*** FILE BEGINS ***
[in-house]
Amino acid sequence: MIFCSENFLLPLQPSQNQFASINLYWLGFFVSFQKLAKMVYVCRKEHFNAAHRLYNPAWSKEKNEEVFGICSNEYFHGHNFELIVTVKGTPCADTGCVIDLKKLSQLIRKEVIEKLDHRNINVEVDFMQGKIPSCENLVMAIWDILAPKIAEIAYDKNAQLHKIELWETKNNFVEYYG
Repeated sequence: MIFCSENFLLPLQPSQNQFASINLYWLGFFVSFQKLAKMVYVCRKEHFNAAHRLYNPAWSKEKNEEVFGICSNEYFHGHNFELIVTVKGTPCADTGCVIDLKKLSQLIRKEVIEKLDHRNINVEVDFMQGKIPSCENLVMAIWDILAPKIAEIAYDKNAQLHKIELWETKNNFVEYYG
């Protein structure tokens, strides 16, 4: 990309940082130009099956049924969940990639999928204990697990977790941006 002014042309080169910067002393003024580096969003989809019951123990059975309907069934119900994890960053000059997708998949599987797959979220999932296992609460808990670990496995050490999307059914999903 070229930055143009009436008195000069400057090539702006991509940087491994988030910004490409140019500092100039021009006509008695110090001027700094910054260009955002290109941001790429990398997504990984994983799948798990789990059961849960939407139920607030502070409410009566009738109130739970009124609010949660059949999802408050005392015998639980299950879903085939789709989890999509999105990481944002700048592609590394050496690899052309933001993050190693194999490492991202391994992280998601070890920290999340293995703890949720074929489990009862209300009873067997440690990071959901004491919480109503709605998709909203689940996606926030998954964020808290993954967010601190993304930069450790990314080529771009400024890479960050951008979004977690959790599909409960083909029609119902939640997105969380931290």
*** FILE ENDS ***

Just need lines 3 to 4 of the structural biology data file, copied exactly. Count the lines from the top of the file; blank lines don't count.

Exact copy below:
Repeated sequence: MIFCSENFLLPLQPSQNQFASINLYWLGFFVSFQKLAKMVYVCRKEHFNAAHRLYNPAWSKEKNEEVFGICSNEYFHGHNFELIVTVKGTPCADTGCVIDLKKLSQLIRKEVIEKLDHRNINVEVDFMQGKIPSCENLVMAIWDILAPKIAEIAYDKNAQLHKIELWETKNNFVEYYG
């Protein structure tokens, strides 16, 4: 990309940082130009099956049924969940990639999928204990697990977790941006 002014042309080169910067002393003024580096969003989809019951123990059975309907069934119900994890960053000059997708998949599987797959979220999932296992609460808990670990496995050490999307059914999903 070229930055143009009436008195000069400057090539702006991509940087491994988030910004490409140019500092100039021009006509008695110090001027700094910054260009955002290109941001790429990398997504990984994983799948798990789990059961849960939407139920607030502070409410009566009738109130739970009124609010949660059949999802408050005392015998639980299950879903085939789709989890999509999105990481944002700048592609590394050496690899052309933001993050190693194999490492991202391994992280998601070890920290999340293995703890949720074929489990009862209300009873067997440690990071959901004491919480109503709605998709909203689940996606926030998954964020808290993954967010601190993304930069450790990314080529771009400024890479960050951008979004977690959790599909409960083909029609119902939640997105969380931290």